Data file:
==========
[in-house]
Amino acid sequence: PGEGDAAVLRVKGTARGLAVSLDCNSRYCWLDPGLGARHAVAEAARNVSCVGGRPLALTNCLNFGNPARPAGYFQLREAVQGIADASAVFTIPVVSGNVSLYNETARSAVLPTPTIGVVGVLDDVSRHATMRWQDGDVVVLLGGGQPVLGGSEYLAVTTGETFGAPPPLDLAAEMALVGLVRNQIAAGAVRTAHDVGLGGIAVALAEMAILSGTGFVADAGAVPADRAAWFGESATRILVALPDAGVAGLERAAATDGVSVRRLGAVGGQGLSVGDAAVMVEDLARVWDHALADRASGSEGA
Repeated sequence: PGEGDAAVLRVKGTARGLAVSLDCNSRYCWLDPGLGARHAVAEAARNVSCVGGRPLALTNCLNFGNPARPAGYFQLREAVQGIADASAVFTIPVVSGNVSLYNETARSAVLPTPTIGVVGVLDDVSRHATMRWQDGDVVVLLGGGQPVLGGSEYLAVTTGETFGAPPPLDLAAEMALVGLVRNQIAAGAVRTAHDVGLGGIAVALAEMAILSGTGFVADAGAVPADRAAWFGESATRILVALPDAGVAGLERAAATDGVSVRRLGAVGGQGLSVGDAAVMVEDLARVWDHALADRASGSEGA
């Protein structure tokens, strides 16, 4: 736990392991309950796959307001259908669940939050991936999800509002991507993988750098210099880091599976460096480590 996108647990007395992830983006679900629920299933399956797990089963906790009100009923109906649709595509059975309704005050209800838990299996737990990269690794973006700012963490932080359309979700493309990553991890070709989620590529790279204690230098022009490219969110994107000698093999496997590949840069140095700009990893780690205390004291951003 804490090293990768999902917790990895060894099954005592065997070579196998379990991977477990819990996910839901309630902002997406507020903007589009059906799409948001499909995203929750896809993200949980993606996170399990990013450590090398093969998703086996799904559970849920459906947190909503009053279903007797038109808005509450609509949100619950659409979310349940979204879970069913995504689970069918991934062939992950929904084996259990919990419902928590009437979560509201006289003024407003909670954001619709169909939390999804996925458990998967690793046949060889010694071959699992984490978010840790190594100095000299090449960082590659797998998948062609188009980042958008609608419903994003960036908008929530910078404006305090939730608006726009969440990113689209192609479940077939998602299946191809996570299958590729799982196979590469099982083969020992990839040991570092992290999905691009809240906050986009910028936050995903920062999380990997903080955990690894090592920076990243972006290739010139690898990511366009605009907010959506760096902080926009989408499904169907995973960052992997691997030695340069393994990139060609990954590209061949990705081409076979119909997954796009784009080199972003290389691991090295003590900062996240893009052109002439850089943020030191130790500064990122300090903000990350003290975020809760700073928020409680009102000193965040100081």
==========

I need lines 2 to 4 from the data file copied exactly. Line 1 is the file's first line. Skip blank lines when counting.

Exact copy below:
Amino acid sequence: PGEGDAAVLRVKGTARGLAVSLDCNSRYCWLDPGLGARHAVAEAARNVSCVGGRPLALTNCLNFGNPARPAGYFQLREAVQGIADASAVFTIPVVSGNVSLYNETARSAVLPTPTIGVVGVLDDVSRHATMRWQDGDVVVLLGGGQPVLGGSEYLAVTTGETFGAPPPLDLAAEMALVGLVRNQIAAGAVRTAHDVGLGGIAVALAEMAILSGTGFVADAGAVPADRAAWFGESATRILVALPDAGVAGLERAAATDGVSVRRLGAVGGQGLSVGDAAVMVEDLARVWDHALADRASGSEGA
Repeated sequence: PGEGDAAVLRVKGTARGLAVSLDCNSRYCWLDPGLGARHAVAEAARNVSCVGGRPLALTNCLNFGNPARPAGYFQLREAVQGIADASAVFTIPVVSGNVSLYNETARSAVLPTPTIGVVGVLDDVSRHATMRWQDGDVVVLLGGGQPVLGGSEYLAVTTGETFGAPPPLDLAAEMALVGLVRNQIAAGAVRTAHDVGLGGIAVALAEMAILSGTGFVADAGAVPADRAAWFGESATRILVALPDAGVAGLERAAATDGVSVRRLGAVGGQGLSVGDAAVMVEDLARVWDHALADRASGSEGA
């Protein structure tokens, strides 16, 4: 736990392991309950796959307001259908669940939050991936999800509002991507993988750098210099880091599976460096480590 996108647990007395992830983006679900629920299933399956797990089963906790009100009923109906649709595509059975309704005050209800838990299996737990990269690794973006700012963490932080359309979700493309990553991890070709989620590529790279204690230098022009490219969110994107000698093999496997590949840069140095700009990893780690205390004291951003 804490090293990768999902917790990895060894099954005592065997070579196998379990991977477990819990996910839901309630902002997406507020903007589009059906799409948001499909995203929750896809993200949980993606996170399990990013450590090398093969998703086996799904559970849920459906947190909503009053279903007797038109808005509450609509949100619950659409979310349940979204879970069913995504689970069918991934062939992950929904084996259990919990419902928590009437979560509201006289003024407003909670954001619709169909939390999804996925458990998967690793046949060889010694071959699992984490978010840790190594100095000299090449960082590659797998998948062609188009980042958008609608419903994003960036908008929530910078404006305090939730608006726009969440990113689209192609479940077939998602299946191809996570299958590729799982196979590469099982083969020992990839040991570092992290999905691009809240906050986009910028936050995903920062999380990997903080955990690894090592920076990243972006290739010139690898990511366009605009907010959506760096902080926009989408499904169907995973960052992997691997030695340069393994990139060609990954590209061949990705081409076979119909997954796009784009080199972003290389691991090295003590900062996240893009052109002439850089943020030191130790500064990122300090903000990350003290975020809760700073928020409680009102000193965040100081």